THE LESSON

Dealing with “collective nouns” might be the most frustrating of grammar issues. One authority calls them “a continuing source of perplexity.”

 

Collective nouns perplex because they are singular “in form” but either singular or plural “in concept”— team, troop, family, jury, committee, crowd, tribe, and about 200 others—but we have to match them in number to verbs and pronouns: is/are, goes/go, its/their.

 

To help clear the confusion, start with this from Diana Hacker in A Writer’s Reference: “If the group functions as a unit, treat the noun as singular; if the members of the group function individually, treat the noun as plural.”:

 

The team enter/enters the stadium.

 

The British would write enter. In America, we write enters because all those players “function” as a unit. But when we write:

The team stretch/stretches on the field.

 

the players function individually, eighteen of them, so stretch would be correct. Or use a word that describes the individuals in the collective: members, players, jurors, people, soldiers, students.

 

The players stretch on the field.

 

All grammarians agree: Within the sentence, be consistent: If you use a singular verb, use a singular pronoun:

 

The young team hopes to at least score in their its opening match.

 

Two special cases: Treat bands and branded sports teams, even those with singular names, as plural—Lady Antebellum/Orlando Magic are—unless referring to a team by location only; then make it singular—Orlando/Chicago/San Francisco is.

 

 

Matching collective nouns with verbs and pronouns might be the most frustrating of all grammatical issues—mostly because we have no clear answer. One authority calls collective nouns “a continuing source of perplexity.” Another calls collective nouns and how we treat them, “more oddities of English grammar.” And not one authority I can find has a definitive statement on how to corral this problem, where two lines of logic intersect.

 

Here’s the problem: Collective nouns are singular “in form” but either singular or plural “in concept”—team, troop, family, jury, committee, crowd, tribe, and about 200 others—but we have to match them in number to verbs and pronouns: is/are, goes/go, its/their.

 

Probably the most confounding collective noun in the English language is Borg, that/those interstellar villain/villains, that cruises/cruise the Alpha Quadrant and gobbles/gobble up protoplasm in Star Trek. Borg is/are billions of drones with bio-chips implanted in its/their brain/brains to link it/them to the “Collective Consciousness.” When scanned, “hive-mind” drones register as one, and it/they never says/say “I” or “we.” That’s because it/they is/are brainwashed.

 

You can see the difficulty of trying to match the number of a verb or a pronoun to one evil collective brain with a mouth the size of Jupiter, but composed of billions of interconnected drones. I can hear rabid debates between two Star Trek writers over whether Commander Riker rushes to the bridge and shouts, “The Borg has assimilated Captain Picard!” Or, “The Borg have assimilated Captain Picard!”

 

The same applies to team. One team, but many players. Do we match it to singular verbs and pronouns or plural? The British decided to treat collective nouns as plural and give them plural verbs: the team were, the government say, the Borg devour. In America, we decided to treat them as singular and give them singular verbs: the team was, the government says, the Borg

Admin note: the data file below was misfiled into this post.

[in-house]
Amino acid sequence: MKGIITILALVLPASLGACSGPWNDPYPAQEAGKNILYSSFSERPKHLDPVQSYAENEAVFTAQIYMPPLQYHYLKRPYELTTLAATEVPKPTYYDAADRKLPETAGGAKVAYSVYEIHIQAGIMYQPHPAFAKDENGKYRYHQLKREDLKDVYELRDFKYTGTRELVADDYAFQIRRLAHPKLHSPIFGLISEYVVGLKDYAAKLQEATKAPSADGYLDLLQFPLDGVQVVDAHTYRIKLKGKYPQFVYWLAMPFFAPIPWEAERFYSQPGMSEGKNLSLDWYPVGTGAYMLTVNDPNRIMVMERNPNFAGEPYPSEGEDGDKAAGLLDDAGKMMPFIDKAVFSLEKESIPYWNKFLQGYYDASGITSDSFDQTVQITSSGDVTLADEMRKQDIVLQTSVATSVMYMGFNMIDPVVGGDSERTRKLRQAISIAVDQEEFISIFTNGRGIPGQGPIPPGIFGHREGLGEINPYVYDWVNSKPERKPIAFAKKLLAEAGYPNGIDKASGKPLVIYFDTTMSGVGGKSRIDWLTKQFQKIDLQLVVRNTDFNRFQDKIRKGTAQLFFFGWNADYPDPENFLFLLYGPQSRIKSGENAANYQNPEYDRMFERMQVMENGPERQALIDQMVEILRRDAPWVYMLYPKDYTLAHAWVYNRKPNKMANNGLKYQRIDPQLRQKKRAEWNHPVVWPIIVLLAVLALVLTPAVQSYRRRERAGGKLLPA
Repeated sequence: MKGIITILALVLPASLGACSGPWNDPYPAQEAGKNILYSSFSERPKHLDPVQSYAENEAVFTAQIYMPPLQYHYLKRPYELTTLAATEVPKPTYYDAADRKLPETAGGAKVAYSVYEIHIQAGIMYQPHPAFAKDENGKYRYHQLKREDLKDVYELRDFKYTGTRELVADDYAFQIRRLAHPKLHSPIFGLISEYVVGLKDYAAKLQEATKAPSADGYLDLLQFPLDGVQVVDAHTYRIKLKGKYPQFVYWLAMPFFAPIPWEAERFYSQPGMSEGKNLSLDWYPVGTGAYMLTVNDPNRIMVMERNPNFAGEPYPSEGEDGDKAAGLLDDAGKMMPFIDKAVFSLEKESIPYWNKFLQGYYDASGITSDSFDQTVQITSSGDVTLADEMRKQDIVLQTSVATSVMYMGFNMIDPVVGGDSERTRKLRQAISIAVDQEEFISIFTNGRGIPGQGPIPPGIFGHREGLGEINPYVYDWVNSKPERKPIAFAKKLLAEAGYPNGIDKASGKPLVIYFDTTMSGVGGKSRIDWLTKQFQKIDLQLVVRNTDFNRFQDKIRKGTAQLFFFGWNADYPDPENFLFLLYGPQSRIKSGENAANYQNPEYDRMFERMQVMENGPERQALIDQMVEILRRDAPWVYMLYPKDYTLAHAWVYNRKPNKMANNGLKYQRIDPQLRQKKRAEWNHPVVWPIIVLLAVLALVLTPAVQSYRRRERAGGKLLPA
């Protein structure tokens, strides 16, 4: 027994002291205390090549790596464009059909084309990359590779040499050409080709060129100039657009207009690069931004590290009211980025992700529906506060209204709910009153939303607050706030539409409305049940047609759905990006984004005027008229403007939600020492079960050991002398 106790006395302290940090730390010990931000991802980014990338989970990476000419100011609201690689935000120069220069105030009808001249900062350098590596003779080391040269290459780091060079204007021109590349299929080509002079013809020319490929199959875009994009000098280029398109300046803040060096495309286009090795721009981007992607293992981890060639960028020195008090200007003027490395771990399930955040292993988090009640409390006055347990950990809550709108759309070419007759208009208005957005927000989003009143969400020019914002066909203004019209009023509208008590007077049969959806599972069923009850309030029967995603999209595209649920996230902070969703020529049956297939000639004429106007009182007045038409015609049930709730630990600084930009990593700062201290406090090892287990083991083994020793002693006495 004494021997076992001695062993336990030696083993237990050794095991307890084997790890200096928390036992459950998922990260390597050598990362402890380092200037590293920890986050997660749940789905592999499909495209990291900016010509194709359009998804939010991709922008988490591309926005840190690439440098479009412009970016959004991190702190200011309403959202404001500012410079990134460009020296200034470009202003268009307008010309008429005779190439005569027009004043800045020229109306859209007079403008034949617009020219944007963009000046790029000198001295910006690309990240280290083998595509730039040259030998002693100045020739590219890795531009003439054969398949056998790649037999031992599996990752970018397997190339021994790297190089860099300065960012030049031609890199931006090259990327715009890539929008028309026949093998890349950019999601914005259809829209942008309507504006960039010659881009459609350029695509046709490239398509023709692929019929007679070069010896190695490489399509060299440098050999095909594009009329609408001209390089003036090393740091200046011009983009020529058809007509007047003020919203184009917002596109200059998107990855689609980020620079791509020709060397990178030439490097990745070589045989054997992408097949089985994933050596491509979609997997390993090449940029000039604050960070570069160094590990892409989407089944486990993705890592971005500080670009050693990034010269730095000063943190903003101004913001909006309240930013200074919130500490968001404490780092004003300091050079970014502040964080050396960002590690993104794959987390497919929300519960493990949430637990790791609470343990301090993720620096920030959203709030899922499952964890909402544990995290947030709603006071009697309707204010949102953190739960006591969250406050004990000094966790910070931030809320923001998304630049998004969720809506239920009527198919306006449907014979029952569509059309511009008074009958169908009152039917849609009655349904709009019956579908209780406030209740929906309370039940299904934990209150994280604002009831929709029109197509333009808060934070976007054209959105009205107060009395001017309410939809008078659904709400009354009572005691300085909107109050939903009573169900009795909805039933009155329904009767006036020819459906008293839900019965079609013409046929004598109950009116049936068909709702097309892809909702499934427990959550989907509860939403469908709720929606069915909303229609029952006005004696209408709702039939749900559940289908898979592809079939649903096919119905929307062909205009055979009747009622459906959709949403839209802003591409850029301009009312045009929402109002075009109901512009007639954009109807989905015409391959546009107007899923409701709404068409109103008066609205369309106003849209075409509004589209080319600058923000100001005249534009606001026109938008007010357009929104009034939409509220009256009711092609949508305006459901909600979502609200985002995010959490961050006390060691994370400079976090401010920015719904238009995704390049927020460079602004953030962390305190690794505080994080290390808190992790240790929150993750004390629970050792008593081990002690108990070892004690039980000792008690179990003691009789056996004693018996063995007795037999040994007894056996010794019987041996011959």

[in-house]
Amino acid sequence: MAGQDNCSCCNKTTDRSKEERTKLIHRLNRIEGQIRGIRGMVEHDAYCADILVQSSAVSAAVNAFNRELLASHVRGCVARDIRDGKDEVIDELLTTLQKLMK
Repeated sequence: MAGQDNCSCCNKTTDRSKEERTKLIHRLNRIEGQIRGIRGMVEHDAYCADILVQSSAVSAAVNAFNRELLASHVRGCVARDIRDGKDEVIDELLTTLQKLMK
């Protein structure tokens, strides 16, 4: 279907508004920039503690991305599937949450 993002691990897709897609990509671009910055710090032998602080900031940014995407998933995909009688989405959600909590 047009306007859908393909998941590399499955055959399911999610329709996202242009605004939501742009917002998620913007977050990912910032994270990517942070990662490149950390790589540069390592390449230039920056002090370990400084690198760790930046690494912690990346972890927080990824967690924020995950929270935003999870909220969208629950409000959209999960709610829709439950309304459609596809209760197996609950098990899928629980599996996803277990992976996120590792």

devours—proving once again that we no longer have to bow to the Queen.

When grammarians get together to plot how to confuse the rest of us and end up confusing themselves, they often play the “Do what sounds best” card, or the “It depends” card. The card they play with collective nouns reads: “What the writer has in mind should be the controlling factor,” one of the more confusing statements about grammar. How do we know what the writer has in mind?

 

Mid-twentieth-century grammarian Margaret Bryant wrote, “If a group of words . . . creates one conception in the mind of the person using them as a subject, a singular verb follows. In Modern English where there is a conflict between form and meaning, meaning tends to triumph.” That means that no matter what we write, we’re probably correct as long as we were sincere when we wrote it.

In A Writer’s Reference, Diana Hacker narrows the rule a bit: “If the group functions as a unit, treat the noun as singular; if the members of the group function individually, treat the noun as plural.” That’s not always clear, but as the Forces of Singularity battle the Forces of Plurality here on Earth, we usually can discern the logic she proposes and write accordingly:

 

The team enter/enters the stadium.

 

The British would write enter, but in America, despite the team comprising 18 players, we would write enters because all those players function as a unit when entering. But when we write:

 

The team stretch/stretches on the field.

 

we know the players function individually, eighteen of them, so stretch would be correct. Which brings us to an excellent point: Rather than trying to determine who is functioning as what, use a word that describes one of the collective: members, players, jurors, people, soldiers, students, drones.

 

The players stretch on the field.

 

One thing grammarians sing as a single chorus: Within the sentence, be consistent. If you use a singular verb with a collective noun, then use a singular pronoun:

 

The young team hopes to at least score in their its opening match.